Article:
Positive reviews make potential customers 68% more likely to trust a local business. To encourage positive reviews, it’s important to show gratitude to those who share. Use positive reviews as a chance to engage with your promoters and bring equal or more attention to the positivity over the negativity. Responding to positive reviews builds trust and loyalty. Loyal customers not only bring return business, but they also share their experiences with others, which can help your business thrive.
Start by thanking the customer. They could have easily not said anything, so making sure you show appreciation for their time is important. The thank you should be personalized to the message they wrote. By making it generic or templated, it loses the personal touch and makes the response sound robotic or automatic, rather than sincere. For example, instead of saying “Thanks for reviewing your meal” elaborate with “We’re glad you enjoyed the vegetarian lasagna, it is our owner’s favorite, so we can promise it’ll stay on the menu for next time!” The added specifics and inside details are more engaging to the customer and provides any reader with more context about what they might expect if they visit.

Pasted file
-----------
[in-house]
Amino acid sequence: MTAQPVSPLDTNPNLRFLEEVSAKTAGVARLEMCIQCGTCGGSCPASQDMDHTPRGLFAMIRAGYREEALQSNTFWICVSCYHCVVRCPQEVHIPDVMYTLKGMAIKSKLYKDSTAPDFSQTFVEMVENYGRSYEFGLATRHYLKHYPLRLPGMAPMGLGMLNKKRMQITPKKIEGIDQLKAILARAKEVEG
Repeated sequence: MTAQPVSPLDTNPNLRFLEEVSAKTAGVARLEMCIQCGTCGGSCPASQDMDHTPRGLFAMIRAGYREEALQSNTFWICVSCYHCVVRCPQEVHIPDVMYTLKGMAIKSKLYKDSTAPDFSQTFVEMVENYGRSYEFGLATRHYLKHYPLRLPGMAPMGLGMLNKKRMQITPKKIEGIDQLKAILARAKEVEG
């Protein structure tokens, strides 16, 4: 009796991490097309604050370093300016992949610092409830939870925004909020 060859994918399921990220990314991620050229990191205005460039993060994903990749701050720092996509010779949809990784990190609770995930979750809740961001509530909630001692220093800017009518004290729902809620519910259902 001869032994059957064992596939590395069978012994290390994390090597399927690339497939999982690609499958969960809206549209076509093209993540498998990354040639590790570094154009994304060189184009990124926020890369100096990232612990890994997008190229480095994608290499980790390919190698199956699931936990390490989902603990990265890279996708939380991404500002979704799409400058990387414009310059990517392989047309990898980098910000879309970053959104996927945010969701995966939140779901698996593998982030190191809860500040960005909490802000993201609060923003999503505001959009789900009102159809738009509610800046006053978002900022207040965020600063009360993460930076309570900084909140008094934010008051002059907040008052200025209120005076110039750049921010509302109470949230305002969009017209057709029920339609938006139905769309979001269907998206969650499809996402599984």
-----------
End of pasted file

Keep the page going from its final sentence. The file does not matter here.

Sneakily, you can also help boost your own SEO through your responses. By mirroring their comments and including location and business name information, you can increase the number of keywords within that review and therefore make it more prevalent to a search engine. Reviews actually offer several benefits for SEO: